In an interesting interview Gary Bridge, Managing Director of Snow Creek Advisors, shared his thoughts on the managerial/academic divide. He is pretty critical about academia but I think he is largely right.
Thinkers, Doers & Academic Gamesmanship
He starts with the comforting thought that academics are thinkers and practitioners are doers. I’m not sure about this. Specifically, I think his description of the academic process is largely accurate and I wouldn’t think it is captured by the idea of deep thinking. He describes “much of what passes for theory building today is actually academic gamesmanship, where publication pages and citations are the currency of the discipline and buy academic status and rewards.” (Bridge, 2017). This seems about right and the problem is that the games we play often aren’t conducive to deep thought. Too often research starts with “people have studied topic A, and other people have studied topic B, but no one has put them together” without asking why people haven’t bothered to put them together. Finding topics to study based solely upon gaps in past research is academic gamesmanship which isn’t about the thinker/doer divide.
His tone can seem to suggest that he doesn’t see the value of theory which he really doesn’t mean. He thinks practically useful theory is important. “It is not theory per se that I object to, it is aimless theorizing that produces papers but not genuine progress” (Bridge, 2017). I take his point but I’m still not sure aimless theorizing is the problem in much of marketing academia nowadays. I’m more hostile to the twin perils of 1) aimless experimenting and 2) aimless data dredging. Often theoretical thought doesn’t really influence much. Researchers of course supply a theory but it isn’t taken very seriously. It is often in the form of some plausible nonsense tacked onto the beginning of a paper (written long after the results are found) which somewhat explains the results, provided you don’t look too closely.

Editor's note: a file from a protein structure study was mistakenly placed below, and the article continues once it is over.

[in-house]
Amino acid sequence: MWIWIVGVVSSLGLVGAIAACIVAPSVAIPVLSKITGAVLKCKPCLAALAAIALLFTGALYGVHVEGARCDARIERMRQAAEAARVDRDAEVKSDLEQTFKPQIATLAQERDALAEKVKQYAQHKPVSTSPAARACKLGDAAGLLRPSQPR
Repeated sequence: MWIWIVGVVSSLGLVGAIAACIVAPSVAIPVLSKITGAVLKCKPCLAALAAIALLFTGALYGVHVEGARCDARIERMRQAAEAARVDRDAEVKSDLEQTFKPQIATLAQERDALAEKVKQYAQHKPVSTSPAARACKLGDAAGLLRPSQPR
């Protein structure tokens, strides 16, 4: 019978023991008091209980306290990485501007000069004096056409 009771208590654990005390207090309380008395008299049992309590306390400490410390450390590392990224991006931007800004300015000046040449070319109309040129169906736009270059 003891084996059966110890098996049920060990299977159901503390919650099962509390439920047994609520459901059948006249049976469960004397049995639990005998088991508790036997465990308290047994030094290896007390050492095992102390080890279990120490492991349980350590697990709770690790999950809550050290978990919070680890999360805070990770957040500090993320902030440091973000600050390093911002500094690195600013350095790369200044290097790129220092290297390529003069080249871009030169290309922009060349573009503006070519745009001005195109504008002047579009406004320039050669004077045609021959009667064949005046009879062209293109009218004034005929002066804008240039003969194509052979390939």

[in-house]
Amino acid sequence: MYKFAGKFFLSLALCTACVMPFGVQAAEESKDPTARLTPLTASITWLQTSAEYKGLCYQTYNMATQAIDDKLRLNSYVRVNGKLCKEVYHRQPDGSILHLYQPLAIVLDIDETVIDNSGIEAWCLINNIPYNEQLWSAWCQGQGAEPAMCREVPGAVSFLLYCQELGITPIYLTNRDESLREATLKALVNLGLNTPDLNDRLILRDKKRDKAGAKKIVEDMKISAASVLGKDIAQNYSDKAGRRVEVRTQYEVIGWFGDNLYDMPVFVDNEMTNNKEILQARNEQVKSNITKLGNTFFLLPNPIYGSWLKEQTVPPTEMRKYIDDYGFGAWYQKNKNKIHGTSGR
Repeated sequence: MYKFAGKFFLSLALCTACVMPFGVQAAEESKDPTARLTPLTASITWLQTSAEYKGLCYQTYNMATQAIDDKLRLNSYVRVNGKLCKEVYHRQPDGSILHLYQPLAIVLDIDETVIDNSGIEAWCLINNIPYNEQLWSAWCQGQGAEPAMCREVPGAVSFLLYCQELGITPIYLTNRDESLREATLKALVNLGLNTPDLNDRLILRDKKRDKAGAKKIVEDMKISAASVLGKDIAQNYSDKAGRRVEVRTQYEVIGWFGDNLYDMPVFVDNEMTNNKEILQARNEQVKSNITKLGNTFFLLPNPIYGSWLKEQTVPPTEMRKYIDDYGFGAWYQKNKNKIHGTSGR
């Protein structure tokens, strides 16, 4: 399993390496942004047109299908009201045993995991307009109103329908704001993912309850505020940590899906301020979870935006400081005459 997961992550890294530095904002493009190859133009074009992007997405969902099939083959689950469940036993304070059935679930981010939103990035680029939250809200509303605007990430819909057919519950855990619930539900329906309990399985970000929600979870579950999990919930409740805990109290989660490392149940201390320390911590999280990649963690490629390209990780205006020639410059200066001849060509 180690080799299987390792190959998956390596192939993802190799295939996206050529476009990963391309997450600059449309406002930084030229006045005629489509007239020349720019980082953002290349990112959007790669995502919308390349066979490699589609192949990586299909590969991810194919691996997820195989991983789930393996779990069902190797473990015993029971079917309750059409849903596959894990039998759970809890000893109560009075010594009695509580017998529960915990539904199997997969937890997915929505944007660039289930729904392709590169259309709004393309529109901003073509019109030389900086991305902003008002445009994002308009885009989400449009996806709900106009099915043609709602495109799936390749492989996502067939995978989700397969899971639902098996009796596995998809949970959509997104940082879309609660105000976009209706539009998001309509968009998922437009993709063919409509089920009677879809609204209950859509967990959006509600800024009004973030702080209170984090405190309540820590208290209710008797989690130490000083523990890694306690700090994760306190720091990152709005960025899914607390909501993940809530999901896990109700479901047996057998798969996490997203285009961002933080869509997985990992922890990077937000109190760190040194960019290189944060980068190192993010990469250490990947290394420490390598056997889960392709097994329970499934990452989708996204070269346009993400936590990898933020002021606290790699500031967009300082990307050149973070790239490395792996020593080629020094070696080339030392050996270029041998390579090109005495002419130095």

Putting Pressure on Academics
Bridge was worried about being mean-spirited but I think it is useful for people like him to put pressure on academics. Where I was probably most disappointed was his conclusion. He says: “The “gamesmanship,” which rewards individuals but retards the discipline’s impact needs to be reconsidered; but like all transformations, those who feel like winners in the current environment will be the very last to embrace new ways…” (Bridge 2017). He is surely right so I would have like to hear specifics about how to improve things. People winning at the current system have no incentive to reconsider so the vague hope that gamesmanship will be reconsidered seemed a bit woolly to me.
Read: Gary’s Bridge’s comments taken from The Practical Relevance of Marketing Scholarship: A Conversation Between Tom Brown and R. Gary Bridge, Written up by Mike Brady